Unfortunately, rather than clearly defenestrating these shrunken visions of humanity and providing a sustained and rigorous argument in favour of a richly metaphysical conception of the self, Robinson provides us with a one hundred and thirty page-long howl of entitlement. Robinson is sloppy in her choice of targets, meretricious in her engagement with science and vacuous in her proclamations. Absence of Mind is a book that fizzles with anger at the idea that scientists refuse to take Robinson’s private intuitions into account when formulating their theories but when the time comes for Robinson to articulate a reason — any reason — as to why they should, she remains oddly silent. Absence of Mind is a book written with little insight and with little to say.
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John Milius’ Conan the Barbarian (1982) is one of the most ferociously Godless films ever made.
In one early scene Conan discusses theology with his companion Subotei the archer. Conan speaks fondly of his warrior god Crom, stressing his power and roundly mocking his friend’s simple-minded animism (“Crom laughs at your four winds. Laughs from his mountain”). Subotei listens politely to Conan’s tirade and then points out that Conan’s god may well be powerful but in order to wield his power from his mountain he must walk beneath the sky, thereby making himself subject to Subotei’s divine winds and sky. This suggestion that organised religion is arguably inferior to a pantheistic respect for nature sets the tone for a script that relentlessly takes pot-shots at the idea of a divinely ordered universe.
Indeed, the film’s main bad guys are the leaders of an aggressively expanding snake cult. A cult that reveals itself to be little more than a retirement home for ageing barbarian raiders. Raiders who have figured out that, rather than riding around the landscape threatening people into giving up their goods, it is much easier to simply set up a temple and wait for people to surrender their money of their own accord. Not content with suggesting organised religion is nothing but a rogue’s retirement fund, Conan the Barbarian also goes out of its way to mock the icons of real world religions. For example, we have the infamous scene in which Conan is crucified on the Tree of Woe. But rather than allowing himself to die and for god to resurrect him like Jesus or Aslan, Conan refuses to accept his fate and so he eats a vulture and then gets his friends to make a pact with dark forces in order to bring him back from the dead. Similarly, the ‘Riddle of Steel’ comes across as a mockery of a Zen koan as not only is there an answer but the answer is that the source of all power in the world is not steel or magic or the gods but humanity.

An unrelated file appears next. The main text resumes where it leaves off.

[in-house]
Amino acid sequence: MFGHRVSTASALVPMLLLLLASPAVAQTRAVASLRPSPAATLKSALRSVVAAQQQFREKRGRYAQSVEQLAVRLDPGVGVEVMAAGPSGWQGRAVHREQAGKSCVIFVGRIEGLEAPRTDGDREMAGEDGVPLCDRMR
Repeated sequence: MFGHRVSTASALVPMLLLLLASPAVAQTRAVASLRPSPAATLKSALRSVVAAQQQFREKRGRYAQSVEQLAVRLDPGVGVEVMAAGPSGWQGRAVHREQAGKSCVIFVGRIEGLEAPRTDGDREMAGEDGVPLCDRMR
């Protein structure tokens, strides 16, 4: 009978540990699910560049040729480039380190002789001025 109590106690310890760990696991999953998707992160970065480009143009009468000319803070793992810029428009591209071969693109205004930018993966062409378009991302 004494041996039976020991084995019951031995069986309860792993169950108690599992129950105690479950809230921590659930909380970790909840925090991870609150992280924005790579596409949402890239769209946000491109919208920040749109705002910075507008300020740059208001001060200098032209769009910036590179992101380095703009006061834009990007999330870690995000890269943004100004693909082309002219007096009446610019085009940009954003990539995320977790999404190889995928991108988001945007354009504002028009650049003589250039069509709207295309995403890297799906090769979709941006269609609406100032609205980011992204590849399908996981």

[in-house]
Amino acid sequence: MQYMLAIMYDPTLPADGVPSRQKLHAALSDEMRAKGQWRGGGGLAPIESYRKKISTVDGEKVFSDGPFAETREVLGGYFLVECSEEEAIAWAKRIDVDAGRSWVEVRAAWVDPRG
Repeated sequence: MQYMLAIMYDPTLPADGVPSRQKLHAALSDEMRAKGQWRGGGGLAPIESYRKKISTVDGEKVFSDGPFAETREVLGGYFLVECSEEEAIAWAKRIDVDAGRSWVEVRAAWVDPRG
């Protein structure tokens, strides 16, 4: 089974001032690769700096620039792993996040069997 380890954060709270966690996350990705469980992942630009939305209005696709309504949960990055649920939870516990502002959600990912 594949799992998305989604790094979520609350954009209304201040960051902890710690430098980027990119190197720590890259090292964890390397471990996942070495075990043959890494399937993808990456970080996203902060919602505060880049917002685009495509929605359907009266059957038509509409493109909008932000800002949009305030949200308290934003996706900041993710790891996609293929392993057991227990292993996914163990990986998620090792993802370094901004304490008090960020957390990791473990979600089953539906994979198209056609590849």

Even when Conan does pray to Crom he admits that he has no tongue for it and his prayer is less an act of supplication or veneration but a threat and an ultimatum : Grant me victory or to hell with you! Of course, Conan is granted his revenge but Crom’s presence is conspicuously absent from the battle. Crom, much like all non-existent deities, is evidently the kind of god who helps those who help themselves.
This sense of godlessness is arguably also present in the source material for Conan the Barbarian, the writings of Robert E. Howard and so it is delightful to see the same muscular atheism appear in a film featuring another of Howard’s creations : Solomon Kane. Michael J. Bassett’s Solomon Kane addresses the issue of God’s apparent absence head-on by asking whether, in a world where God does not exist but the Devil clearly does, is it ever possible for humanity to achieve redemption?